Just heard that when the Blairites split and set up their new party bankrolled by the Hull Tiger they plan on calling it – wait for it – the Progressive Democrats

ROTFLMFAO

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9. ar scáth a chéile - July 7, 2016

I know that Chilcot in his statement yesterday says:

“…. the Inquiry has not expressed a view on whether military action was legal. That could, of course, only be resolved by a properly constituted and internationally recognised Court.”

But the very sentence from the heart of the British establishment seems to envisage the possibility or propriety of such a Court in the future.

His statement also includes:

“We have concluded that the UK chose to join the invasion of Iraq before the peaceful options for disarmament had been exhausted. Military action at that time was not a last resort.”

“In the absence of a majority in support of military action, we consider that the UK was, in fact, undermining the Security Council’s authority.”

“Military action in Iraq might have been necessary at some point. But in March 2003:

• There was no imminent threat from Saddam Hussein.
• The strategy of containment could have been adapted and continued for some time.
• The majority of the Security Council supported continuing UN inspections and monitoring.”

[ http://www.iraqinquiry.org.uk/the-inquiry/sir-john-chilcots-public-statement/ ]

The inescapable conclusion is that the use of force was unlawful and that it was a war of aggression.

The chances of Blair ever being brought to trial for waging a war of aggression are very slim but the odds have shortened slightly.

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WorldbyStorm - July 7, 2016

That’s a great point, the language is clearly shifting. And as you say slim but not non existent.

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CMK - July 7, 2016

Also, any remaining scintilla of credibility of any International justice system for war crimes or crimes of aggression is at stake as well.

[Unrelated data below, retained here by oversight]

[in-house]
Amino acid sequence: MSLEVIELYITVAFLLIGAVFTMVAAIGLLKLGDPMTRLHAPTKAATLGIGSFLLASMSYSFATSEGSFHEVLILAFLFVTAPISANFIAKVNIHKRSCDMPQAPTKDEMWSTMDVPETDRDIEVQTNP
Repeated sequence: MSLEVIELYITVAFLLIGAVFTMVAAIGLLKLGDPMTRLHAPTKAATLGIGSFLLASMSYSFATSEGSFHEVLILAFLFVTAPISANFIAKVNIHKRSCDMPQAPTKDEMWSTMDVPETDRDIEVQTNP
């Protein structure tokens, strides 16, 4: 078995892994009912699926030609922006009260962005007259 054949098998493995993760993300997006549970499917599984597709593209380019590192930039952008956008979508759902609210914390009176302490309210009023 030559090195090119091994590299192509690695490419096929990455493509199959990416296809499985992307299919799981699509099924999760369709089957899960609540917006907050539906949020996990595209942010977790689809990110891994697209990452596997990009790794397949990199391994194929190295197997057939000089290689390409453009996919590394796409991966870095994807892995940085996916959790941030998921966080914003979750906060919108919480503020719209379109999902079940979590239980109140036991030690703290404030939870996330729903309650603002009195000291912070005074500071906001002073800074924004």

There seems to be a prima facie case for Blair to face some sort of international tribunal for his actions.

That he won’t re-inforces the notion that the whole concept of international law is rubbish. We’re expected to believe that Serb generals and Congolese warlords are ‘war criminals’ under international law and Blair isn’t.

Incidentally, it will also debunk much of the ‘responsibility to protect’ crap that undepinned the whole disgusting ‘Decent Left’ position fiercely articulated around the time by morons like Nick Cohen, Norman Geras, Johann Hari and others.

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Ed - July 7, 2016

A few years ago, the LRB published a very critical article about NATO’s Libyan war by Hugh Roberts. One of the letters in response came from a certain Gareth Evans, one-time Australian foreign minister who has now set himself up as a leading academic authority on the ‘responsibility to protect’ (or R2P as they like to call it). If you watch John Pilger’s documentary about the occupation of East Timor—which inspired Tom Hyland to set up the Timor solidarity campaign in Ireland—there’s footage of the same Gareth Evans clinking champagne glasses with his Indonesian counterpart in a plane flying over the Timorese sea, after they had signed a deal to carve up East Timor’s oil reserves between them. Meanwhile death squads were rampaging through the country. R2P how are you.

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ar scáth a chéile - July 7, 2016

I reckon the 1999 “humanitarian intervention” in Serbia/Kosovo – still widely perceived including by many on the left as a benign intervention – paved the way for the disaster in Iraq. Serbia/Kosovo 1999 is a leading precedent in liberal/left liberal defence of Western aggression.